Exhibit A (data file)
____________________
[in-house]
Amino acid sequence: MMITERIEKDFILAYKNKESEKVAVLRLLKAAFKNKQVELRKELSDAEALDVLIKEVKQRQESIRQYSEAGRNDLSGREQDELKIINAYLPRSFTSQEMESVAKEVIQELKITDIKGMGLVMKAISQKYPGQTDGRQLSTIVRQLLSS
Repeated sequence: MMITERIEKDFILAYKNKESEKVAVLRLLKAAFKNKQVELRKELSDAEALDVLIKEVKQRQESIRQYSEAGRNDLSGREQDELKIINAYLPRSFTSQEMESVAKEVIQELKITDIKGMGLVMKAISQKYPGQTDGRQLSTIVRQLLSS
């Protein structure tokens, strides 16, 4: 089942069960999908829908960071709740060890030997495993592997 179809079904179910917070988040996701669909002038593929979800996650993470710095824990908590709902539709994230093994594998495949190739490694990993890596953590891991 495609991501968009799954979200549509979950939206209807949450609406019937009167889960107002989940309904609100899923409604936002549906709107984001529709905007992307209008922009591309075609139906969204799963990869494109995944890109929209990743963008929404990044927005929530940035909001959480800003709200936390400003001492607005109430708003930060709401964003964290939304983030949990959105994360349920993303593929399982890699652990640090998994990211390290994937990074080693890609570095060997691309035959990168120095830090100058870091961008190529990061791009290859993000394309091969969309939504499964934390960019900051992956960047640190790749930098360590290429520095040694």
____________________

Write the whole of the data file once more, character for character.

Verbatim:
[in-house]
Amino acid sequence: MMITERIEKDFILAYKNKESEKVAVLRLLKAAFKNKQVELRKELSDAEALDVLIKEVKQRQESIRQYSEAGRNDLSGREQDELKIINAYLPRSFTSQEMESVAKEVIQELKITDIKGMGLVMKAISQKYPGQTDGRQLSTIVRQLLSS
Repeated sequence: MMITERIEKDFILAYKNKESEKVAVLRLLKAAFKNKQVELRKELSDAEALDVLIKEVKQRQESIRQYSEAGRNDLSGREQDELKIINAYLPRSFTSQEMESVAKEVIQELKITDIKGMGLVMKAISQKYPGQTDGRQLSTIVRQLLSS
């Protein structure tokens, strides 16, 4: 089942069960999908829908960071709740060890030997495993592997 179809079904179910917070988040996701669909002038593929979800996650993470710095824990908590709902539709994230093994594998495949190739490694990993890596953590891991 495609991501968009799954979200549509979950939206209807949450609406019937009167889960107002989940309904609100899923409604936002549906709107984001529709905007992307209008922009591309075609139906969204799963990869494109995944890109929209990743963008929404990044927005929530940035909001959480800003709200936390400003001492607005109430708003930060709401964003964290939304983030949990959105994360349920993303593929399982890699652990640090998994990211390290994937990074080693890609570095060997691309035959990168120095830090100058870091961008190529990061791009290859993000394309091969969309939504499964934390960019900051992956960047640190790749930098360590290429520095040694």